Truck makers draw sting of truck hack reports

By: Rob McKay


OEMs see weaknesses in researchers’ case and IT security developments covering any threat

Truck makers draw sting of truck hack reports
TIC says hacking even some older trucks is very difficult

 

The Truck Industry Council (TIC) believes vehicle IT security is ahead of the vehicle hacking game.

In a considered response from its original equipment maker (OEM) members on the issue, TIC has sought to put a recent US experiment into perspective and but also to reiterate their own concerns about potential weaknesses beyond their control.

"All OEMs selling trucks in Australia are aware of the potential cyber hacking attempts/issues that exist in 2016 and all truck OEM’s are taking some level of precaution to guard against such threats (such as restricting CAN data access via a CAN gateway, secure ‘coded’ messages, etc)," TIC says in a written statement.

"These precautions will increase over time, particularly where a truck’s electronic control system moves to regulate other vehicle functions such as brakes and steering systems."

TIC’s response follows reports that US researchers were able to hack into the onboard control systems of a truck and a bus through their J1939 controlled area network (CAN) system – an experiment that followed a similar action on three car models reported three years ago.

TIC says the ‘hacker’ had to physically plug into the truck and bus J1939 CAN system and be physically in the vehicle to control it.

"It would have made more sense for the hacker to simply get in the driver’s seat and drive the vehicle, rather than control a couple of functions from the passenger’s seat," TIC states.

"These trucks and buses could not be controlled remotely/externally (from a person outside of the vehicle).

"This is quite a different scenario to the car hacking events reported in the press in the recent past."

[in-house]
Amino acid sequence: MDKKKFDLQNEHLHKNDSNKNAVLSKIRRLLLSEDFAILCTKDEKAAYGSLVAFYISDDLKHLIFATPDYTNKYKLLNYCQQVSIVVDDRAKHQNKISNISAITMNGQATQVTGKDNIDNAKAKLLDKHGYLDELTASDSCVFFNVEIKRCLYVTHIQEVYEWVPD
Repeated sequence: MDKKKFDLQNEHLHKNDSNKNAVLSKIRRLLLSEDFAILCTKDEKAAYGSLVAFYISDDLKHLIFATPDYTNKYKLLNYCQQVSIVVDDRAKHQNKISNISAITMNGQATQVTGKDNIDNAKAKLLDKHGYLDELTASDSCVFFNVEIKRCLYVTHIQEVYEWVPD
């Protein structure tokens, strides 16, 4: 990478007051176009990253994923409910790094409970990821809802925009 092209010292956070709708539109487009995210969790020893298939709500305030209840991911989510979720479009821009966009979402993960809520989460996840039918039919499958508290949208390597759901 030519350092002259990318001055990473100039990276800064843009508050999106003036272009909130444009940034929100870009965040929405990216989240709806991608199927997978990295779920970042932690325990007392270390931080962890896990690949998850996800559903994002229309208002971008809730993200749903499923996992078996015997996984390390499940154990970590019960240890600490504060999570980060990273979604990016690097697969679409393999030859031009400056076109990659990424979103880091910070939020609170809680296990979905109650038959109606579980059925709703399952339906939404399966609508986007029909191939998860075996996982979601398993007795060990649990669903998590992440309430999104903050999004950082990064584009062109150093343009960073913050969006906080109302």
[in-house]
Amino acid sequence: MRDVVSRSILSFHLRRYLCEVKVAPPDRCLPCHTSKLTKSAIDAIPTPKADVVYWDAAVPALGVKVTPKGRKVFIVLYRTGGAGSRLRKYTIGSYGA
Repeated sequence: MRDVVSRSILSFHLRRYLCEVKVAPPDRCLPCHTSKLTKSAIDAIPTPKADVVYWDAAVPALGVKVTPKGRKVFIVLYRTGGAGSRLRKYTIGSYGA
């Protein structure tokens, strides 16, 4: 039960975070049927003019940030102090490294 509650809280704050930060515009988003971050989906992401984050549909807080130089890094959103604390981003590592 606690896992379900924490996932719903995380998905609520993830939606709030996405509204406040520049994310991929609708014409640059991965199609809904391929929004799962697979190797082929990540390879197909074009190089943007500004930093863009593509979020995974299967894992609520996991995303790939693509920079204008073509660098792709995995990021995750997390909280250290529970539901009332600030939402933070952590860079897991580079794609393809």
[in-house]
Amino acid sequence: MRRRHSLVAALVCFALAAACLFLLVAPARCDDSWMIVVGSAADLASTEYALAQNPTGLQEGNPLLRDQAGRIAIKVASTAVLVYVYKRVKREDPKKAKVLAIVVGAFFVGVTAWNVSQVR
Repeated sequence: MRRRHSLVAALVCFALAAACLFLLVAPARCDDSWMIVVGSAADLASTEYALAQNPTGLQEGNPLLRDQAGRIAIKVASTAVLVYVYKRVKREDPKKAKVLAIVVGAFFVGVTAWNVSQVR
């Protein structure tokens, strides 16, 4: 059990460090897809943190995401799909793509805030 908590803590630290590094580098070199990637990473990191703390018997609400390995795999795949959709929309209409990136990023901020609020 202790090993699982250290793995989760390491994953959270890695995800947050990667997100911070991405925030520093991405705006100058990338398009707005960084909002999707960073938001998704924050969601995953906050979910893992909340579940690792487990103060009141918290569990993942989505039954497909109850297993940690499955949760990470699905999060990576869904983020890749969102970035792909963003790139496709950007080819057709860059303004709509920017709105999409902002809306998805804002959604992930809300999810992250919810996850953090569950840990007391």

The researchers admitted the direct physical hack but say the existence of the J1939 pathway means a remote hack is conceivable.

Of more concern to TIC members, it says, is the unregulated fitting and use, with no government or legal requirements attached, of ‘third party’, or ‘aftermarket’ telematics systems.

"Most, if not all, truck OEM’s in Australia have a dedicated ‘CAN gateway’ that their own (and third party/aftermarket) telematics systems should be connected to," TIC says.

"The OEM supplied gateway typically provides some level of protection/security against ‘hacking’.

"Many of these CAN ‘gateways’ allow ‘read only’ access to the truck’s CAN system; messages cannot be transmitted through the gateway to the truck, thus ensuring vehicle functions cannot be controlled by unauthorised external sources.

"However, if the OEM-supplied CAN gateway is not used by the third party/aftermarket telematics system (these suppliers could ‘hot wire’ their systems directly to the trucks CAN) then the truck’s CAN security systems could be bypassed, compromised or breached, allowing an avenue for cyber attack."

Explaining its view in the Australian context of the points raised by University of Michigan Transportation Research Institute (UMITRI) researchers in their experiment, TIC notes firstly that trucks without substantial electronic engine control systems  –  ‘drive by wire’ accelerator systems and engine engine control units (ECU) – cannot be hacked.

Pre-2003 ADR70 trucks use mechanical or simple electrical control systems, these trucks cannot be subjected to cyber attacks.

"These vehicles represent 48 per cent of Australia’s truck fleet," TIC says.

"‘External’ or ‘remote’ ‘cyber hacking’ on older trucks is not possible because they were not fitted with infotainment and/or telematics systems – the only possible ‘entry point’ for an external cyber attack."

It goes on to address the era of the sort of truck the UMITRI researchers experimented on, noting that ADR80/00 (Euro 3, 2003 to pre-2008) trucks have varying levels of electronic control, depending on the truck or engine OEM.

Some truck OEMs used J1939 CAN systems in their ADR80/00 trucks, however many did not use J1939.

"These early J1939 systems controlled very few vehicle functions," it says.

"These trucks were not fitted with OEM infotainment or telematics systems, so there is no ‘external’ or ‘remote’ way of hacking these trucks.

"There is a possibility that some of these trucks could be hacked if they have been fitted with a ‘third party’, or ‘aftermarket’ telematics system … but the likelihood of cyber attach is very low.

"These vehicles represent a further 23.4 per cent of Australia’s truck fleet."

TIC also underlines the effect of continual technical evolution on vulnerabilities real and perceived.

"It was not that long ago that aircraft and building designers did not consider the threat of someone deliberately crashing a plane into a building, but that is now a key design consideration for those industries," TIC chief technical officer Mark Hammond says.

"Likewise, truck designers are now not only striving to achieve better fuel economy, vehicle safety and productivity for their customers, but an increased level of cyber security in trucks to protect all road users.

"As our society changes so does the design of many things, including trucks, constantly adapting to the new challenges that we face."

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